By Natalie Gosper, a Solicitor in our Commercial Law team.
The standard conditions contained in the Contract for Sale of Business 2015 edition contain a number of warranties or promises made by the vendor about certain aspects of the business.
As they are contained in the ‘fine print’, they can’t be that important, right?
Wrong. The vendor’s warranties and promises must be carefully reviewed to ensure the vendor knows exactly what they are stating about the business and how they will conduct the business between exchange and completion. If a vendor makes incorrect representations or warranties, the purchaser may be able to make a claim for damages, rescind or terminate the contract.
The vendor promises that ‘the equipment is proper working order’. If some equipment is not in proper working order, this must be disclosed in the contract. This sounds simple enough, but is easy to overlook especially for businesses using old or dated equipment.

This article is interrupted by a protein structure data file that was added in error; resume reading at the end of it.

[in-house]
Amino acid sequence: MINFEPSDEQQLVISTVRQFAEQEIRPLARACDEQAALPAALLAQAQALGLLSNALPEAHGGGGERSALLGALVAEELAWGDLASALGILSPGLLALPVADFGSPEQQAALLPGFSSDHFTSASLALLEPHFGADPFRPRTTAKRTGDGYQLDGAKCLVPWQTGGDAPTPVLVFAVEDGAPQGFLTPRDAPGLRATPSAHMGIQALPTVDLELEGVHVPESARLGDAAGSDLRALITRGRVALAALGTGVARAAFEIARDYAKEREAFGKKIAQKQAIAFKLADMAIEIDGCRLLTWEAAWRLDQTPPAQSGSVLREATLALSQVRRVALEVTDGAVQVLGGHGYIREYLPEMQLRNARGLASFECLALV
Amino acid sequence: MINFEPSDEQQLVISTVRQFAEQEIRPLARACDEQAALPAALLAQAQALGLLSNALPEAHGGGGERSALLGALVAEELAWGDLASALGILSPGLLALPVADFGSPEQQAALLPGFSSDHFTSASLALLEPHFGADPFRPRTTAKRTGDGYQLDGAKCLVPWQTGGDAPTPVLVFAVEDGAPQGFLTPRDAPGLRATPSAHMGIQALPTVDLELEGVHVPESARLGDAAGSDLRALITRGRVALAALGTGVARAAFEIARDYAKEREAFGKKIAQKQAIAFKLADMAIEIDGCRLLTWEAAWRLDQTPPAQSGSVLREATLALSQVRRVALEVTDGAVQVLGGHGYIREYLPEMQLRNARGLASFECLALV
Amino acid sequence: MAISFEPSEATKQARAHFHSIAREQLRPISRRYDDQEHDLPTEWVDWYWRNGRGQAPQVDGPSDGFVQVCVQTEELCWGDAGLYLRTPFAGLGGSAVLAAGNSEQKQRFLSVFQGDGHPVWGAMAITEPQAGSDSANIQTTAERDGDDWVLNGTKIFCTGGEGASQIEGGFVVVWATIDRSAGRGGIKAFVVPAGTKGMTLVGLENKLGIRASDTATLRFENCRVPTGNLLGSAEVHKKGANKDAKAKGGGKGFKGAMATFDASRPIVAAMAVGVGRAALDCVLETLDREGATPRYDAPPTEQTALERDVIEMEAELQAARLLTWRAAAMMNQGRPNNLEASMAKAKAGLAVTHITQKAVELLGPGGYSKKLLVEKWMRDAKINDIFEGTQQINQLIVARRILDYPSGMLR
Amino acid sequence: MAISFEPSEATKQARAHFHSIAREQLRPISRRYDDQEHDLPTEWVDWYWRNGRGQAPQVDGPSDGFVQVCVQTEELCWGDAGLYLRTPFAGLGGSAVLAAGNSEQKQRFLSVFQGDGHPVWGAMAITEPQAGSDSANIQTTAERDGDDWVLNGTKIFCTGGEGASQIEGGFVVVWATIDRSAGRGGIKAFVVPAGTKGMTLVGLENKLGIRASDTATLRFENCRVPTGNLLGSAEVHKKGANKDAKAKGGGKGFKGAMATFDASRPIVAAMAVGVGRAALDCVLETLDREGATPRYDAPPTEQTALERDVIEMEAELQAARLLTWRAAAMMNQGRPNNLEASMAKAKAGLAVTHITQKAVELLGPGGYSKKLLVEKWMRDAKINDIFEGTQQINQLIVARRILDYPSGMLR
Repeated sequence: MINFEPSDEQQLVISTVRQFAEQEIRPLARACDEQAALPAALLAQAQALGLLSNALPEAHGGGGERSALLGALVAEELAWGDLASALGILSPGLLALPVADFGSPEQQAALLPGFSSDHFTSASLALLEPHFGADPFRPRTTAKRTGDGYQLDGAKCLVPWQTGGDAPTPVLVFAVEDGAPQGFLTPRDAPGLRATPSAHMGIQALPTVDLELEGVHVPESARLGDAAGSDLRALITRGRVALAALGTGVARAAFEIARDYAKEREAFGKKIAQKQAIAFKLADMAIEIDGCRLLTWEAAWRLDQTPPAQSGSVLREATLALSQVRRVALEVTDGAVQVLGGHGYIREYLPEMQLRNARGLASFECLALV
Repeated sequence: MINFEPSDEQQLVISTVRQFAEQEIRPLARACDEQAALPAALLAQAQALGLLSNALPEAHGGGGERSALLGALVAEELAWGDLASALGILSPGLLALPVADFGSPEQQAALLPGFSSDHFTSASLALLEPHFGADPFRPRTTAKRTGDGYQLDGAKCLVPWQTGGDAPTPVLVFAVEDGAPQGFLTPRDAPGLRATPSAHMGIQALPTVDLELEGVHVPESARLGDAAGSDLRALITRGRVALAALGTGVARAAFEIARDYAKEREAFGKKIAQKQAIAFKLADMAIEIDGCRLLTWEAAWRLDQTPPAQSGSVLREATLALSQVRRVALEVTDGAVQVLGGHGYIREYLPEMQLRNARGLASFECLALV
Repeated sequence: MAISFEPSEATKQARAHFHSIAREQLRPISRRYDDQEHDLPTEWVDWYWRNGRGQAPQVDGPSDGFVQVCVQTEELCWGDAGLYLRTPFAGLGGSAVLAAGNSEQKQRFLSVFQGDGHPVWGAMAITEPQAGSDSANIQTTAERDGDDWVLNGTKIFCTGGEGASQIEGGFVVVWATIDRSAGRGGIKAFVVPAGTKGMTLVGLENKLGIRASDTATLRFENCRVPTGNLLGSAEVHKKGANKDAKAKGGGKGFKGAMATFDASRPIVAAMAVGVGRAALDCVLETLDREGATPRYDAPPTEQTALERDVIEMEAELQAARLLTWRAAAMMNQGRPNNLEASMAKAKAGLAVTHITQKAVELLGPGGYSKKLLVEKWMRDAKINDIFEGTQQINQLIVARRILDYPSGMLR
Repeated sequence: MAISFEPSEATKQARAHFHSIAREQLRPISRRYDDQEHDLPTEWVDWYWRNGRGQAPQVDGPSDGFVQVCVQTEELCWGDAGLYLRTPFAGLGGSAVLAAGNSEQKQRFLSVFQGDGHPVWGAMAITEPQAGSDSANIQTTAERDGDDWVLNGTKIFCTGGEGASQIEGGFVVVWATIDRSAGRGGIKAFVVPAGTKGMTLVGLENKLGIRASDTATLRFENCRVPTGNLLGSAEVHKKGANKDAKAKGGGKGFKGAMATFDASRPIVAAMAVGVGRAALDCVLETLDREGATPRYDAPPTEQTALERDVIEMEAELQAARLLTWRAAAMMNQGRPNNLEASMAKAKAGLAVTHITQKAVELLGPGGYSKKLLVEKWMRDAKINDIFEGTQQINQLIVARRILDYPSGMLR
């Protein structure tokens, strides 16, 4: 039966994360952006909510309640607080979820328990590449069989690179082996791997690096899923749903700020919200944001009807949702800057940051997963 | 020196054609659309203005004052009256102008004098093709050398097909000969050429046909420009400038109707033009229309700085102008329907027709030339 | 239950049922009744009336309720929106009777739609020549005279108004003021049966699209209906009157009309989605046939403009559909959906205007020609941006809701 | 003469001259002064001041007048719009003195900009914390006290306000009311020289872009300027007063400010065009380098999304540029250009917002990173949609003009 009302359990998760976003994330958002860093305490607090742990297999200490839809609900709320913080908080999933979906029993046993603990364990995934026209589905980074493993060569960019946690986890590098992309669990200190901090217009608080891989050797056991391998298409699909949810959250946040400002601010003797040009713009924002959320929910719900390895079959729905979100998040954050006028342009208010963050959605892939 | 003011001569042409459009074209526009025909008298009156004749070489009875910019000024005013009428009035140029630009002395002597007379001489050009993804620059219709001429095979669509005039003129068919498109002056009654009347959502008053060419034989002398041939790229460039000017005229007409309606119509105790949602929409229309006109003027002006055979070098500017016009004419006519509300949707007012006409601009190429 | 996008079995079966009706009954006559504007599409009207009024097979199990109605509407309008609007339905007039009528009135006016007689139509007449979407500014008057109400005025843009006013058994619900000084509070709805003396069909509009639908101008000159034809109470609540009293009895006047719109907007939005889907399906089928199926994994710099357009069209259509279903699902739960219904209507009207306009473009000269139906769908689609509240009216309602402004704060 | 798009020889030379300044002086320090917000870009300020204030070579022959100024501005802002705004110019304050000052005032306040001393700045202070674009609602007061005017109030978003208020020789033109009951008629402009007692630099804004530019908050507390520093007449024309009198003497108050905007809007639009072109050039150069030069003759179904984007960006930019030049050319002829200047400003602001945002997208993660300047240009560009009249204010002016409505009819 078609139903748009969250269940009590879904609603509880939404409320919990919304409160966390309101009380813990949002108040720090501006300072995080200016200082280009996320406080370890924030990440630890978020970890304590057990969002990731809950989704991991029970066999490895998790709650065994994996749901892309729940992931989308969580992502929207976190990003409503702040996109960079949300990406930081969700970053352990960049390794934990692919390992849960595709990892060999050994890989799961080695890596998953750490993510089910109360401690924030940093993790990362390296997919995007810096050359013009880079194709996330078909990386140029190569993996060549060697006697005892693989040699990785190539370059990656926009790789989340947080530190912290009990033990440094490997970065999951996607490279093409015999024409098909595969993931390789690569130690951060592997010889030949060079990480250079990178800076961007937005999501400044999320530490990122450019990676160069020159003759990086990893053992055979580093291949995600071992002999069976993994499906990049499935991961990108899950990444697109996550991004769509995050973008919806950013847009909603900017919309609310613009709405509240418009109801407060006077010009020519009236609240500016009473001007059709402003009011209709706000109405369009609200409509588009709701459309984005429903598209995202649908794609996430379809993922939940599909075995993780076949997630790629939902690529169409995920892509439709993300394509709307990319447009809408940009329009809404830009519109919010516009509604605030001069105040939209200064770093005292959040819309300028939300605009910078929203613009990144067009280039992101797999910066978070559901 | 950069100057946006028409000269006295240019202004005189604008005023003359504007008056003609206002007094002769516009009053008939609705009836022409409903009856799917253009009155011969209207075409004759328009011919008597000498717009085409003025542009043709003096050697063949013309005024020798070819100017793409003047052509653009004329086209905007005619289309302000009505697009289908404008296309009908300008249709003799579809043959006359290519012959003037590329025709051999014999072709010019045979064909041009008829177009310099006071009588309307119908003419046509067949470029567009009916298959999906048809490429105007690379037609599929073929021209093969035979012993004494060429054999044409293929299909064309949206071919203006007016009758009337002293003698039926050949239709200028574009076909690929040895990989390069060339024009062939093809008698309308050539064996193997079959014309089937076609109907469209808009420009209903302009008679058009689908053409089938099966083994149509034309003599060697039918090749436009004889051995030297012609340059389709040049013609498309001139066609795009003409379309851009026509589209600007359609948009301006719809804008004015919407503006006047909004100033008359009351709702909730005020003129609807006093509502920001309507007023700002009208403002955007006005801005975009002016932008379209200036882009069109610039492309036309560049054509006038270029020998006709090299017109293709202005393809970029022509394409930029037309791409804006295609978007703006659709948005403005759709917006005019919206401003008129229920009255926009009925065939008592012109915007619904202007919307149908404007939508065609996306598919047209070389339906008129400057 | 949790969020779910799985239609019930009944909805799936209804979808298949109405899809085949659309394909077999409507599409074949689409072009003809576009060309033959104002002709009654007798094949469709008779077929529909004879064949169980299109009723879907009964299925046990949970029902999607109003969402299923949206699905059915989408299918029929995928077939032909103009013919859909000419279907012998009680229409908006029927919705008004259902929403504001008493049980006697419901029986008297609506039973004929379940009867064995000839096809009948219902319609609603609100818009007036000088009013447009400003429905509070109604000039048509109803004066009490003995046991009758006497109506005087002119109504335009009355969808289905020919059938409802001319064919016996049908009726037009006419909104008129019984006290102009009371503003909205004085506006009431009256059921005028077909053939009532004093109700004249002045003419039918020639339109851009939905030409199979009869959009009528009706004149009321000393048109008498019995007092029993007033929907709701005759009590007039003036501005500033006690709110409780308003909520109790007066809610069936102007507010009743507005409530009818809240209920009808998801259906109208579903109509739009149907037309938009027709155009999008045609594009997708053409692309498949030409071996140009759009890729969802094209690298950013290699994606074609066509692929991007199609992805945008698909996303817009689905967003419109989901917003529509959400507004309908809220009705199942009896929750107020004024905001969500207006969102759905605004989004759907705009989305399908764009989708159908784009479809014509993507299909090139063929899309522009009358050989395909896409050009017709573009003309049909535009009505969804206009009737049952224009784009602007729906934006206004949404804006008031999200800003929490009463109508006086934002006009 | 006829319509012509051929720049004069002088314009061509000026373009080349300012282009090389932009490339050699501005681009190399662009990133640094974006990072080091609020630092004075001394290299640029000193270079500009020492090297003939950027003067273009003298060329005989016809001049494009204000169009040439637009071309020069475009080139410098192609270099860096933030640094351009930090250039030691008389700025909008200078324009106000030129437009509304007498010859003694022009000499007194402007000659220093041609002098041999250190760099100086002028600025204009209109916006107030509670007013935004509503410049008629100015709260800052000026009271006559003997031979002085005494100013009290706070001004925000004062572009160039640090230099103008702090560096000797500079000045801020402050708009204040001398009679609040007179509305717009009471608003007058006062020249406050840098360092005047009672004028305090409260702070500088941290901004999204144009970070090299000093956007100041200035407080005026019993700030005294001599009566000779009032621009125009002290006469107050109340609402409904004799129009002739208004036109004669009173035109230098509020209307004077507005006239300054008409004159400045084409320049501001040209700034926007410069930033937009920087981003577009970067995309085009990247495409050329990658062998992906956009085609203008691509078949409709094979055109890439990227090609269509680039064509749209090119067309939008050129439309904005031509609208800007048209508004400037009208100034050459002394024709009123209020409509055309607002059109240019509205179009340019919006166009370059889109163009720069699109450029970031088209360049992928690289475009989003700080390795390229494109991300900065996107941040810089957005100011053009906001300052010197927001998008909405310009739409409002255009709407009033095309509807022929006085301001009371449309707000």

‘There is no subsisting breach by the vendor of a lease’. This sounds straight forward, however the vendor should check rent payments, bond requirements and insurance obligations are up to date and any redecoration or other specific obligations under the lease have been met. During the period between exchange and completion the vendor must continue to comply strictly with the lease terms, including exercising an option to renew if applicable.